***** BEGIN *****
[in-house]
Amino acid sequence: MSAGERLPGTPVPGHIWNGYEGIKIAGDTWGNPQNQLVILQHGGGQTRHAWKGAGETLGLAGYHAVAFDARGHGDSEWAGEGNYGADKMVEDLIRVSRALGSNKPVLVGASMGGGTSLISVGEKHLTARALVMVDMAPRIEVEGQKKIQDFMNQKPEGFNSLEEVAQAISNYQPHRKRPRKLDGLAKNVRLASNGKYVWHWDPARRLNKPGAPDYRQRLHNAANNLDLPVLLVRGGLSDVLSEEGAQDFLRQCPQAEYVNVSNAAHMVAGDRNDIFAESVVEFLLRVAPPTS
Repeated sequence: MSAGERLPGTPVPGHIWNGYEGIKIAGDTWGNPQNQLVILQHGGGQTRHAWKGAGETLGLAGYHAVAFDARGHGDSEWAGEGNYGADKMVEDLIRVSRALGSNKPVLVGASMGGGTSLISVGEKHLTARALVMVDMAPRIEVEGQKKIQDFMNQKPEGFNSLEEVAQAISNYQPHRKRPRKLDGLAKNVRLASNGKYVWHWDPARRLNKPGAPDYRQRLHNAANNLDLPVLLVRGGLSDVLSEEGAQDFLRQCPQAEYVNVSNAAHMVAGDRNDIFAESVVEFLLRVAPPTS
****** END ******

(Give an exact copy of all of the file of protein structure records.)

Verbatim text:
[in-house]
Amino acid sequence: MSAGERLPGTPVPGHIWNGYEGIKIAGDTWGNPQNQLVILQHGGGQTRHAWKGAGETLGLAGYHAVAFDARGHGDSEWAGEGNYGADKMVEDLIRVSRALGSNKPVLVGASMGGGTSLISVGEKHLTARALVMVDMAPRIEVEGQKKIQDFMNQKPEGFNSLEEVAQAISNYQPHRKRPRKLDGLAKNVRLASNGKYVWHWDPARRLNKPGAPDYRQRLHNAANNLDLPVLLVRGGLSDVLSEEGAQDFLRQCPQAEYVNVSNAAHMVAGDRNDIFAESVVEFLLRVAPPTS
Repeated sequence: MSAGERLPGTPVPGHIWNGYEGIKIAGDTWGNPQNQLVILQHGGGQTRHAWKGAGETLGLAGYHAVAFDARGHGDSEWAGEGNYGADKMVEDLIRVSRALGSNKPVLVGASMGGGTSLISVGEKHLTARALVMVDMAPRIEVEGQKKIQDFMNQKPEGFNSLEEVAQAISNYQPHRKRPRKLDGLAKNVRLASNGKYVWHWDPARRLNKPGAPDYRQRLHNAANNLDLPVLLVRGGLSDVLSEEGAQDFLRQCPQAEYVNVSNAAHMVAGDRNDIFAESVVEFLLRVAPPTS